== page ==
Some writing thought leaders suggest authors who want to make their books more marketable consider “writing to market” for best results. Writing to market simply means determining what niche is currently trending and writing something that appeals to readers of that market.
The problem with this advice is some writers feel they’re “selling out” or forcing their muses to dance to a tune they might not prefer. Imagine a writer of hard sci-fi attempting an historical romance or a writer of erotica having to come up with a techno-thriller. For some writers, it’s doable, but others would find this kind of genre-shifting work stifling.
Plus, many creatives like the feeling of channeling we get when we pull those tenuous story threads out of our souls and weave them onto the page. I know that some pieces I write just seem to flow with no preconceived idea of genre or niche.
The good news is with a bit of effort you can still write to market while being true to your muse’s direction. Here’s how:
Instead of researching all genres to find that hot-selling niche, concentrate on the genres that you prefer. By definition, a niche is a narrow sub-segment of a larger whole, and most of these hot-selling areas are narrowly defined sub-genres. For example, a few years ago there was a lot of interest in books centered around MMORPGs (Massive Multiplayer Online Role Playing Games), which is a narrow topic indeed. The interest in that niche has since subsided, although there are still some hard-core fans.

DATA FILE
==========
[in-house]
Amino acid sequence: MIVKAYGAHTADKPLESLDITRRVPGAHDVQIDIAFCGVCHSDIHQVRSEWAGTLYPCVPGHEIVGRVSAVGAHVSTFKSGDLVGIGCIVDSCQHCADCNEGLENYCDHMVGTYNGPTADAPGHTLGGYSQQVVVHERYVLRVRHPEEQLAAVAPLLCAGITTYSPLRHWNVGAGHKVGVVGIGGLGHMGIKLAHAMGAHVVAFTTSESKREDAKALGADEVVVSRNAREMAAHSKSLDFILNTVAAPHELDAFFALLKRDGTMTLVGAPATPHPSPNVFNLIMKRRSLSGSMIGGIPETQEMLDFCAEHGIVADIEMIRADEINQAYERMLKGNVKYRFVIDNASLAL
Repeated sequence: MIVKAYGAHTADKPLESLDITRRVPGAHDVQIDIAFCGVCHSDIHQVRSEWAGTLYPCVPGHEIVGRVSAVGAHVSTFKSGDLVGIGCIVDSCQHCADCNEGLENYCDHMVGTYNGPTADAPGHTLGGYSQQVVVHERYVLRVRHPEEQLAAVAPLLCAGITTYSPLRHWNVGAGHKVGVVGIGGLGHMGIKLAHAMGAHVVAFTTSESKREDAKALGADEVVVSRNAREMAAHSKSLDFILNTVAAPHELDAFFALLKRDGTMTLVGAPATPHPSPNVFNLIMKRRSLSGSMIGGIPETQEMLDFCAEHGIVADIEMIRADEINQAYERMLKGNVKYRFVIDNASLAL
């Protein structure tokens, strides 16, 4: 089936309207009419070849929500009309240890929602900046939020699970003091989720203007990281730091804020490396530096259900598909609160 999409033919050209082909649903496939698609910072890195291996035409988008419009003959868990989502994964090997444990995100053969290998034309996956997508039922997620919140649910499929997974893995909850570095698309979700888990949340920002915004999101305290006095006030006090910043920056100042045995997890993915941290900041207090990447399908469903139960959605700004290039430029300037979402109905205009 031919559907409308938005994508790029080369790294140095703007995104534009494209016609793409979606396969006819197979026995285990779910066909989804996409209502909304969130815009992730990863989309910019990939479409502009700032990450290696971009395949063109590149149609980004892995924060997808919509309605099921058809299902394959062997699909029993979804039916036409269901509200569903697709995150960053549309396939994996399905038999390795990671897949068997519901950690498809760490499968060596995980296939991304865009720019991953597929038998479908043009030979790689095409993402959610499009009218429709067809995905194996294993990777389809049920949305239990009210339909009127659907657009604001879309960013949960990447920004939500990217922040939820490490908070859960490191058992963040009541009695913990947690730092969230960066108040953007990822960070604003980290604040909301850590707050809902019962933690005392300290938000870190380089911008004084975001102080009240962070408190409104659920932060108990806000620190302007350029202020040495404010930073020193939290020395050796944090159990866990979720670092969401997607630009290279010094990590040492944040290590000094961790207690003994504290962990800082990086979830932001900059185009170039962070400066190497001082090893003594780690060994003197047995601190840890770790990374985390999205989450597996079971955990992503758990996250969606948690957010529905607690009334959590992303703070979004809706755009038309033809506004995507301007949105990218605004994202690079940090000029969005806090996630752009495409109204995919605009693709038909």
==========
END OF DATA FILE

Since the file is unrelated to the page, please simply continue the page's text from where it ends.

Once you’ve defined the genres you’re ready, willing, and able to write within, look at the top 100 books in each category and subcategory of that genre on Amazon. You can use programs like KDP Rocket to help with this, or you can go old-school and look it up on Amazon’s site. You’ll want to find books ranking in the number 20 to number 40 position that are selling well in a subcategory to determine which niche is hot right now.
Set your muse free and write the story that’s brewing in those cranial folds, but adjust elements of it to match your “hot” category. For example, a paranormal romance writer might discover that zombie romances are hot right now. You still get to write a paranormal romance but your main character prefers sweetmeat tartar to a chilled glass of vintage hemoglobin.
And there you have it. No need to sell your soul to Amazon or trade your passion to make a buck. You can have your story and sell it to market, too.